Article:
Urinary transforming growth factor β1 levels in hepatitis C virus-related chronic liver disease: Correlation between high levels and severity of disease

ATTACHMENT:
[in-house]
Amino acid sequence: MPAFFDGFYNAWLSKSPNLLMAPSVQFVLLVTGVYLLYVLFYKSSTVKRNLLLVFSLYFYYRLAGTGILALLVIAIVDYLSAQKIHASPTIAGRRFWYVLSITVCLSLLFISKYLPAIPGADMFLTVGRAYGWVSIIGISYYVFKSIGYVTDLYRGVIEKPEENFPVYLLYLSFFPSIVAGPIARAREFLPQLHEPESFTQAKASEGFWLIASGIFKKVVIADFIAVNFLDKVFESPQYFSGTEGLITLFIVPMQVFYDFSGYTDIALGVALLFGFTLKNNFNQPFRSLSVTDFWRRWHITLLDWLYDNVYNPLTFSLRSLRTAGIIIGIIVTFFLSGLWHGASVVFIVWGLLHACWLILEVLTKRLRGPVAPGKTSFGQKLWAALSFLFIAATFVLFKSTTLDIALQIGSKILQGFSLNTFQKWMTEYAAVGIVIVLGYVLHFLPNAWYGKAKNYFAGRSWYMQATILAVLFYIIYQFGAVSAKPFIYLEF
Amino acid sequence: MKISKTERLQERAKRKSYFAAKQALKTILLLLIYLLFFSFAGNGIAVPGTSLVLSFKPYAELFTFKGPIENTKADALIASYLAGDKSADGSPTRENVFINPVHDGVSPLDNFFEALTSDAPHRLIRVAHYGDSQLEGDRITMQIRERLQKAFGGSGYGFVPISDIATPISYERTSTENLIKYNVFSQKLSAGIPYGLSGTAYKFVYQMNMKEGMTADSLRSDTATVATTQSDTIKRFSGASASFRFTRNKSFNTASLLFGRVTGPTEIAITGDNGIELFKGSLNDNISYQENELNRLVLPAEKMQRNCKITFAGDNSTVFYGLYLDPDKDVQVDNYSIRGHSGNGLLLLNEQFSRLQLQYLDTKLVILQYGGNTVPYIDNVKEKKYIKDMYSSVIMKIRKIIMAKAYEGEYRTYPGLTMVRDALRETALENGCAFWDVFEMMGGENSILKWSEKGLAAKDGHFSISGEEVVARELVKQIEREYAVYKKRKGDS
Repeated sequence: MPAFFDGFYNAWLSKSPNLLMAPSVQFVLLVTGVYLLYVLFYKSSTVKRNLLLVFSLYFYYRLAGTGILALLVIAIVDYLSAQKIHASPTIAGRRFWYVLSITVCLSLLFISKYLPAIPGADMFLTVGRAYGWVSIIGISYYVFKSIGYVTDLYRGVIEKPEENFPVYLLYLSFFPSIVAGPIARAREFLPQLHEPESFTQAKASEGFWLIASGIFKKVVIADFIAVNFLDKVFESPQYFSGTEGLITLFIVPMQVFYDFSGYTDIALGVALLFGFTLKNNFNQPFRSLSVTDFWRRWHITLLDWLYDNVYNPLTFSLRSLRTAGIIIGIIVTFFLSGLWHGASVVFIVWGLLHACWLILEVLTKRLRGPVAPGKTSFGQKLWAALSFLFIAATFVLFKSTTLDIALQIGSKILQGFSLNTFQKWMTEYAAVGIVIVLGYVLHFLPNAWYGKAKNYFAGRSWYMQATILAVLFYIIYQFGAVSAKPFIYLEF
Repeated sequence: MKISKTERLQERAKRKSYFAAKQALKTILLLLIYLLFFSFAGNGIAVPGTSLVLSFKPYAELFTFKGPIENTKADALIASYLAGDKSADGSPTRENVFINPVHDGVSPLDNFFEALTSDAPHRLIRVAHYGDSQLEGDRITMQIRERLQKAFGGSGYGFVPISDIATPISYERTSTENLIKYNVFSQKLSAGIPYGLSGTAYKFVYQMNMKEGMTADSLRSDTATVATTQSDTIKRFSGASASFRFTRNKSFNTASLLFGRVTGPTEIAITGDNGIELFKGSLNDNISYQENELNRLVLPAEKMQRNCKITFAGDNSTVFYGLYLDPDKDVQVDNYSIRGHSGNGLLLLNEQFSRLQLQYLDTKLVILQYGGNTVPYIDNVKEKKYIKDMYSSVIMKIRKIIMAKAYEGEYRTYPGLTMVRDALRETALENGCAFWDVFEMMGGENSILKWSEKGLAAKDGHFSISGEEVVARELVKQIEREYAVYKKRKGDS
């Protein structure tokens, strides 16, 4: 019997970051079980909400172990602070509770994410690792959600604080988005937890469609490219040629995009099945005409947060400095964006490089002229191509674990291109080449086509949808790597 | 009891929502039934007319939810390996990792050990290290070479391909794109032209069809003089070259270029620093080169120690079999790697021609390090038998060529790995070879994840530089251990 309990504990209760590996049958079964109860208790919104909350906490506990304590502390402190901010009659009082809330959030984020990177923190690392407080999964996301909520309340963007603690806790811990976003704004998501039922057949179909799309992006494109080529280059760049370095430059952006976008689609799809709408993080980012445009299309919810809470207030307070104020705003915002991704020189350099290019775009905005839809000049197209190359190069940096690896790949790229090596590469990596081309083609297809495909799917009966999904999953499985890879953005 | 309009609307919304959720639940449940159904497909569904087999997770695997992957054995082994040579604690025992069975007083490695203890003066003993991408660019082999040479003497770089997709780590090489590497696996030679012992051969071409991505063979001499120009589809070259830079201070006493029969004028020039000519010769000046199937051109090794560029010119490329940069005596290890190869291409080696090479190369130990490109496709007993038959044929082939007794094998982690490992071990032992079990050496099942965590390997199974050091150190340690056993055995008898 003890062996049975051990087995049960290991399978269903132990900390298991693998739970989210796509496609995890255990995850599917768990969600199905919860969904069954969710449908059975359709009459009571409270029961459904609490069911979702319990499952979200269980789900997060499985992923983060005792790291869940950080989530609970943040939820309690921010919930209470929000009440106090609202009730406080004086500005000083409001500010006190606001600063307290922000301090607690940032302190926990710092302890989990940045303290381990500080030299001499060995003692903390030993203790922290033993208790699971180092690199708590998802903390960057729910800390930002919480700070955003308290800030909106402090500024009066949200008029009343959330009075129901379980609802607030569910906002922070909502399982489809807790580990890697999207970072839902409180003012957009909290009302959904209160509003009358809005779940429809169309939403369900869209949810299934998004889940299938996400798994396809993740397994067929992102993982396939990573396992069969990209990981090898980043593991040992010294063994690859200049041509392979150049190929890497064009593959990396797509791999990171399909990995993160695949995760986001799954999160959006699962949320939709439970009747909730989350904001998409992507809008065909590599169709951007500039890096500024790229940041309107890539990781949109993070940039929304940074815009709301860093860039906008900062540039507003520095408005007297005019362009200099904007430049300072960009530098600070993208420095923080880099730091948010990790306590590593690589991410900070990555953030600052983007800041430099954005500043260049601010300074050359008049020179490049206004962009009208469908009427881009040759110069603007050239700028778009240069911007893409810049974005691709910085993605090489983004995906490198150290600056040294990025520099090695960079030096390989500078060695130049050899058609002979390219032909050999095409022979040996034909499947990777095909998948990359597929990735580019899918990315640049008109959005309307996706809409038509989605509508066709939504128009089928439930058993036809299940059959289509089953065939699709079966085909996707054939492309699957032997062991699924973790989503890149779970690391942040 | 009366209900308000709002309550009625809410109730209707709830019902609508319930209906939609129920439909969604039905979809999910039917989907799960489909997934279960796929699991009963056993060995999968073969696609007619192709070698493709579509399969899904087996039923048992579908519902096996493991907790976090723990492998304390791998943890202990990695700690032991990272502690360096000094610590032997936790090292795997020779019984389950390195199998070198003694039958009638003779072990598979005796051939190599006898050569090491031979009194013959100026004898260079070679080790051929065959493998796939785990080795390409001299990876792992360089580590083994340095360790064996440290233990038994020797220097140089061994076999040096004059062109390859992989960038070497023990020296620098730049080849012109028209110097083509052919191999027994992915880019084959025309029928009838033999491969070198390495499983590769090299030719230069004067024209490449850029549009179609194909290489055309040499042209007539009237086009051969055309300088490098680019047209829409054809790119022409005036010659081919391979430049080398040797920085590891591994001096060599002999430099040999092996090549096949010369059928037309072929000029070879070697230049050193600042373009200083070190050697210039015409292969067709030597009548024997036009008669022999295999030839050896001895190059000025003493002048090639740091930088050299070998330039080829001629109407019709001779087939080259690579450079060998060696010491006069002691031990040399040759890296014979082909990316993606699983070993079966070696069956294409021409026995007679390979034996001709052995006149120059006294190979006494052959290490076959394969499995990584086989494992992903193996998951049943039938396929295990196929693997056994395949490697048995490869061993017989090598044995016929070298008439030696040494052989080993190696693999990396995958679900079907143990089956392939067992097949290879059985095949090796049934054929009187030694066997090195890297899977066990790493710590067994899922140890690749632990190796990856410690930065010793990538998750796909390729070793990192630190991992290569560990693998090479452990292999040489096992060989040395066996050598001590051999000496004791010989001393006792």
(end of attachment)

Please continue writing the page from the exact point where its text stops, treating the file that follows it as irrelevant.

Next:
To assess the clinical relevance of transforming growth factor β1 (TGF-β1) in chronic liver disease, urinary TGF-β1 and circulating aminoterminal propeptides of type III procollagen (PIIINP) levels were determined by radioimmunoassay in 100 cirrhotic patients, 44 patients with chronic hepatitis, and 50 healthy controls. TGF-β1 and PIIINP levels in cirrhotic patients were higher than those in patients with chronic hepatitis (each P < .0001) or healthy controls (each P < .0001), respectively. There was a correlation between TGF-β1 and PIIINP levels in patients (r = .858, P < .0001). The higher the urinary TGF-β1 level, the worse the severity of chronic liver disease (P < .001). TGF-β1 levels in cirrhotic patients with antibodies to hepatitis C virus (anti-HCV) were higher than in those without (P <.0001). Compared with cirrhotic patients with hepatitis B surface antigen (HBsAg) alone, those with HBsAg and anti-HCV had higher TGF- β1 levels (P < .001), a higher frequency of raised TGF-β1 (P < .005), and a higher frequency of patients with Child-Pugh C (P < .005). Multivariate analysis indicated that the TGF-β1 level was significantly correlated with the presence of cirrhosis. In conclusion, urinary TGF-β1 levels may be used as a marker for hepatic fibrogenesis. Higher urinary TGF-β1 levels correlate with more severe liver disease.